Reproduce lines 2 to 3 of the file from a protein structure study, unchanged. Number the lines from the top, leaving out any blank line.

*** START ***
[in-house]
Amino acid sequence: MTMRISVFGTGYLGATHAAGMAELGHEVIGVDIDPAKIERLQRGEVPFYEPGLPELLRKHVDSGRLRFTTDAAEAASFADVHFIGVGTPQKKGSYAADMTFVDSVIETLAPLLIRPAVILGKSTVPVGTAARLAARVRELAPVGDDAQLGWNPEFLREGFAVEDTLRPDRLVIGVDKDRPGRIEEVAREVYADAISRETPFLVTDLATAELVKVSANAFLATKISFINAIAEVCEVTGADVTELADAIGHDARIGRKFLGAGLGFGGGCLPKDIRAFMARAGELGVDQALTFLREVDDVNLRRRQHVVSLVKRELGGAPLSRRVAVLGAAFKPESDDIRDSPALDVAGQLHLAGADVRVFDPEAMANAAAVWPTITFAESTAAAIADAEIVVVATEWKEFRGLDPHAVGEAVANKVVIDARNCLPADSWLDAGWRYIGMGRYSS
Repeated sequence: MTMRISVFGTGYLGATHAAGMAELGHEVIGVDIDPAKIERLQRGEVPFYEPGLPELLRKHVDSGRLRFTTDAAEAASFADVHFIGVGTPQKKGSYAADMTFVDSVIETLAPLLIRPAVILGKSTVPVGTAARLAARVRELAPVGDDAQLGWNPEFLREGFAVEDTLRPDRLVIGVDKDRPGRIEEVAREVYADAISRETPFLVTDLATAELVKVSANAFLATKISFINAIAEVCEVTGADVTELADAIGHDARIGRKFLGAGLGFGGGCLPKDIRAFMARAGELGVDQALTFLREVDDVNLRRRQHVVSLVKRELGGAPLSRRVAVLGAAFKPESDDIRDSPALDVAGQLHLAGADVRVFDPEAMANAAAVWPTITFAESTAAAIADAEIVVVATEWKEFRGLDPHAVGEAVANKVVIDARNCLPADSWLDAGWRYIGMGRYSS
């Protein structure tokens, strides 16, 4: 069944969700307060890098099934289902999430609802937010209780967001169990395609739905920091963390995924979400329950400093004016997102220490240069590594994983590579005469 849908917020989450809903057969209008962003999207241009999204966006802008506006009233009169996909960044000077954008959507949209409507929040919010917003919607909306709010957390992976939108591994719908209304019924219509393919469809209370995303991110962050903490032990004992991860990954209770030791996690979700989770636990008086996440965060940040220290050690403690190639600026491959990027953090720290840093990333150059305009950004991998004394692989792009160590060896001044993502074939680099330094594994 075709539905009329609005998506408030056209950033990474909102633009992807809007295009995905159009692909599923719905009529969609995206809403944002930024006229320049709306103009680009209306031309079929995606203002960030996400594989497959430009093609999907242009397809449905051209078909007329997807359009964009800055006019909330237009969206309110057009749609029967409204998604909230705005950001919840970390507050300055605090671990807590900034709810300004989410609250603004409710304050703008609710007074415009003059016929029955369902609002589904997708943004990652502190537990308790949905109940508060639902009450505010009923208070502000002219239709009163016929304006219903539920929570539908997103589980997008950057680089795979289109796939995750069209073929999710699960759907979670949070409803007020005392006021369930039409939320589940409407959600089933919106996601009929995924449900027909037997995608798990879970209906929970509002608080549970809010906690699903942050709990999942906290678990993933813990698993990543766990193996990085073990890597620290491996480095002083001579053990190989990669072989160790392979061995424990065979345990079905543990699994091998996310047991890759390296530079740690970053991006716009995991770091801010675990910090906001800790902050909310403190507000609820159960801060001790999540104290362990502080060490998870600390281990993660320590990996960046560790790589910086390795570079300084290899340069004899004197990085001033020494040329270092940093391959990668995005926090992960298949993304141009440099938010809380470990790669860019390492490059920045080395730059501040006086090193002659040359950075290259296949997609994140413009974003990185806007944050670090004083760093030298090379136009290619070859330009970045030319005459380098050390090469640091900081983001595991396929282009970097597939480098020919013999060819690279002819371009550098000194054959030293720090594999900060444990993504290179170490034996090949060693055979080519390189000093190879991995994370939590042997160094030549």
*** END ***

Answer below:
Amino acid sequence: MTMRISVFGTGYLGATHAAGMAELGHEVIGVDIDPAKIERLQRGEVPFYEPGLPELLRKHVDSGRLRFTTDAAEAASFADVHFIGVGTPQKKGSYAADMTFVDSVIETLAPLLIRPAVILGKSTVPVGTAARLAARVRELAPVGDDAQLGWNPEFLREGFAVEDTLRPDRLVIGVDKDRPGRIEEVAREVYADAISRETPFLVTDLATAELVKVSANAFLATKISFINAIAEVCEVTGADVTELADAIGHDARIGRKFLGAGLGFGGGCLPKDIRAFMARAGELGVDQALTFLREVDDVNLRRRQHVVSLVKRELGGAPLSRRVAVLGAAFKPESDDIRDSPALDVAGQLHLAGADVRVFDPEAMANAAAVWPTITFAESTAAAIADAEIVVVATEWKEFRGLDPHAVGEAVANKVVIDARNCLPADSWLDAGWRYIGMGRYSS
Repeated sequence: MTMRISVFGTGYLGATHAAGMAELGHEVIGVDIDPAKIERLQRGEVPFYEPGLPELLRKHVDSGRLRFTTDAAEAASFADVHFIGVGTPQKKGSYAADMTFVDSVIETLAPLLIRPAVILGKSTVPVGTAARLAARVRELAPVGDDAQLGWNPEFLREGFAVEDTLRPDRLVIGVDKDRPGRIEEVAREVYADAISRETPFLVTDLATAELVKVSANAFLATKISFINAIAEVCEVTGADVTELADAIGHDARIGRKFLGAGLGFGGGCLPKDIRAFMARAGELGVDQALTFLREVDDVNLRRRQHVVSLVKRELGGAPLSRRVAVLGAAFKPESDDIRDSPALDVAGQLHLAGADVRVFDPEAMANAAAVWPTITFAESTAAAIADAEIVVVATEWKEFRGLDPHAVGEAVANKVVIDARNCLPADSWLDAGWRYIGMGRYSS